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It is common that we soak raisins in water, and they acquire water by endosmosis. That means that the cells are permeable to water, right? Then why don't they lose water when kept in air? Or kept in sugar without any water?

EDIT: Also, take the example of peeled potatoes. Put them in a hypertonic solution, and they lose water, but when kept there, in air, they don't. How come?

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2 Answers 2

That means that the cells are permeable to water, right?

Correct.

Then why don't they lose water when kept in air?

They do, but it occurs very, very slowly. It might take a few months (or years in some areas), but if you leave raisins exposed to air they will eventually become harder until the water reaches equilibrium with the surrounding air.

This slow process is why there are tips on how to reconstitute raisins that are too hard to make them more moist and plump after getting a bad batch or finding old ones in your kitchen.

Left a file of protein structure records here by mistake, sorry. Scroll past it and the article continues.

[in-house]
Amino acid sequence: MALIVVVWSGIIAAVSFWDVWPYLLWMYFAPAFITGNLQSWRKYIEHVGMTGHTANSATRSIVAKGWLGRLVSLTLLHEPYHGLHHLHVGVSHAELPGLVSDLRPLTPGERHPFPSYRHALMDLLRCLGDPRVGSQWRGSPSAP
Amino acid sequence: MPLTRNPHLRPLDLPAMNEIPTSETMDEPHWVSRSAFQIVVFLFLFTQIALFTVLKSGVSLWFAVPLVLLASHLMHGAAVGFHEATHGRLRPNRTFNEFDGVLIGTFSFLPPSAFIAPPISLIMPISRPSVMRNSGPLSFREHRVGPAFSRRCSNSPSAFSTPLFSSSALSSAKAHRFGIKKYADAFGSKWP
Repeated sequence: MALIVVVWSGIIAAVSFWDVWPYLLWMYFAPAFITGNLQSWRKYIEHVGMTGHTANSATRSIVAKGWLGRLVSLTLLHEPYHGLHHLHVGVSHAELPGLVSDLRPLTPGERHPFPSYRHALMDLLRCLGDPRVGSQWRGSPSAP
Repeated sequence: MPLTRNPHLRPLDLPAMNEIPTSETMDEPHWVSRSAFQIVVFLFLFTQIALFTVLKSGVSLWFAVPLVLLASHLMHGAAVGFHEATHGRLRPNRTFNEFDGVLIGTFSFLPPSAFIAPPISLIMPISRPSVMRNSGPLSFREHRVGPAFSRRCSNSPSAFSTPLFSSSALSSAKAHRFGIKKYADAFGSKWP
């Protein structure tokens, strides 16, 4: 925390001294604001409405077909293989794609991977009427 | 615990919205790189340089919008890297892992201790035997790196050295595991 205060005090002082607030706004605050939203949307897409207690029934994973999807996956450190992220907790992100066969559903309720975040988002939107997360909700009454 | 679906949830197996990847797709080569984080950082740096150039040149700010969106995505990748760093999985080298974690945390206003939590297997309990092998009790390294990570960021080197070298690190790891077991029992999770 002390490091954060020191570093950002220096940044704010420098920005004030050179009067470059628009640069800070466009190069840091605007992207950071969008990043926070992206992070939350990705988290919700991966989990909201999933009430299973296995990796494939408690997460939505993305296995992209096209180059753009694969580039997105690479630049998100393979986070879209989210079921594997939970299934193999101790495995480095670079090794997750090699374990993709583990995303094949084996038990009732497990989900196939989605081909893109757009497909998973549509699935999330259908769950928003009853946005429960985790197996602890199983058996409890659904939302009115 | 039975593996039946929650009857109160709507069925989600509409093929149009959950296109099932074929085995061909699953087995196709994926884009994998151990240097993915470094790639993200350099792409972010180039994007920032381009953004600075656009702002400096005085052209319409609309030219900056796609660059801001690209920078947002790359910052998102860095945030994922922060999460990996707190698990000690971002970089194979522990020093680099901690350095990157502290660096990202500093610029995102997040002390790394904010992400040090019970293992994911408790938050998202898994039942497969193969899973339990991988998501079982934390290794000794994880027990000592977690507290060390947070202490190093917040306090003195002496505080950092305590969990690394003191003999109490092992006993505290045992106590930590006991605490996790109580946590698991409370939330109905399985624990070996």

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They already have! Raisins are dried-out grapes, and according to a brief search are less than 20% water by weight but over 50% sugar by weight. They've lost plenty of water already. Your average grape is probably hypertonic to most solutions and thus will not readily lose more water. Additionally, for water to be lost to air, it must be vaporized via evaporation, which is slow, inefficient from something as dry as raisins, and miniscule in effect. Sun-dried raisins already went through that process.

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